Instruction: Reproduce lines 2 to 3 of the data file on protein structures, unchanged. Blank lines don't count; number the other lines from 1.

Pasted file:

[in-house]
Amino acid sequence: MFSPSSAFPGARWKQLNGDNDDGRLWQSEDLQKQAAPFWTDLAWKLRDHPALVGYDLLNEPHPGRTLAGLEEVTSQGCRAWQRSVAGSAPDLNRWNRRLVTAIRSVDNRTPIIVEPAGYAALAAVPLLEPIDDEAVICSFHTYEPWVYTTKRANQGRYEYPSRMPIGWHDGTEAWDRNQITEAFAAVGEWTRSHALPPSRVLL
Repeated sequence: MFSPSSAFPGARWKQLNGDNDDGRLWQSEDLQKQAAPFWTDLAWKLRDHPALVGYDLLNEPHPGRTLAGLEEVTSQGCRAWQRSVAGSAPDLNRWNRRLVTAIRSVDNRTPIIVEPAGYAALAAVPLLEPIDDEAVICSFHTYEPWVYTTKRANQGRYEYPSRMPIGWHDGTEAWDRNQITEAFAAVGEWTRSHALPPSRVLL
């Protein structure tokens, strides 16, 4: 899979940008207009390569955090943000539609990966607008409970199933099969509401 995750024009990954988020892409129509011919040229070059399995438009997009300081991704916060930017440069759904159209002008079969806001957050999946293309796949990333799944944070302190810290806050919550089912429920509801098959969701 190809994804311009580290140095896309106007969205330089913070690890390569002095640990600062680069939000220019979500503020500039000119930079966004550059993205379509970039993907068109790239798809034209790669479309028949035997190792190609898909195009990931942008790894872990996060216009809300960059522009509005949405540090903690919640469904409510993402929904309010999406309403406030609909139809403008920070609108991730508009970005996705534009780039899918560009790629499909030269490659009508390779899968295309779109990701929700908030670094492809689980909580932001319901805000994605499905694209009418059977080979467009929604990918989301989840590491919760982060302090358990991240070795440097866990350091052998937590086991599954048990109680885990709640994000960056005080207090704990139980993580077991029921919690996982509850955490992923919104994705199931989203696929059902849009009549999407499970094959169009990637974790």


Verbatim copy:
Amino acid sequence: MFSPSSAFPGARWKQLNGDNDDGRLWQSEDLQKQAAPFWTDLAWKLRDHPALVGYDLLNEPHPGRTLAGLEEVTSQGCRAWQRSVAGSAPDLNRWNRRLVTAIRSVDNRTPIIVEPAGYAALAAVPLLEPIDDEAVICSFHTYEPWVYTTKRANQGRYEYPSRMPIGWHDGTEAWDRNQITEAFAAVGEWTRSHALPPSRVLL
Repeated sequence: MFSPSSAFPGARWKQLNGDNDDGRLWQSEDLQKQAAPFWTDLAWKLRDHPALVGYDLLNEPHPGRTLAGLEEVTSQGCRAWQRSVAGSAPDLNRWNRRLVTAIRSVDNRTPIIVEPAGYAALAAVPLLEPIDDEAVICSFHTYEPWVYTTKRANQGRYEYPSRMPIGWHDGTEAWDRNQITEAFAAVGEWTRSHALPPSRVLL